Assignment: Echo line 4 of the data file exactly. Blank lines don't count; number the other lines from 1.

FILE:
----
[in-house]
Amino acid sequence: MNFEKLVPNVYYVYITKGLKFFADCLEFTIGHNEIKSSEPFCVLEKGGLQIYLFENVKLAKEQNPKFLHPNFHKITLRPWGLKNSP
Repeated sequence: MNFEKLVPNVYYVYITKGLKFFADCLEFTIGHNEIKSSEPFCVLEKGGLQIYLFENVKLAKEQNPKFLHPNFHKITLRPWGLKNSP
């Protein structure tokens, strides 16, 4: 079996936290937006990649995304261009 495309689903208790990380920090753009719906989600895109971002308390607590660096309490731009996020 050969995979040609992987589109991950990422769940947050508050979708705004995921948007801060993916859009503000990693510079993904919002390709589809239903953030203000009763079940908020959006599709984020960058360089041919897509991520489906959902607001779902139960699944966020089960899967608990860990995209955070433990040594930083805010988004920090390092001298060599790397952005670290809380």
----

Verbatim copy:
């Protein structure tokens, strides 16, 4: 079996936290937006990649995304261009 495309689903208790990380920090753009719906989600895109971002308390607590660096309490731009996020 050969995979040609992987589109991950990422769940947050508050979708705004995921948007801060993916859009503000990693510079993904919002390709589809239903953030203000009763079940908020959006599709984020960058360089041919897509991520489906959902607001779902139960699944966020089960899967608990860990995209955070433990040594930083805010988004920090390092001298060599790397952005670290809380």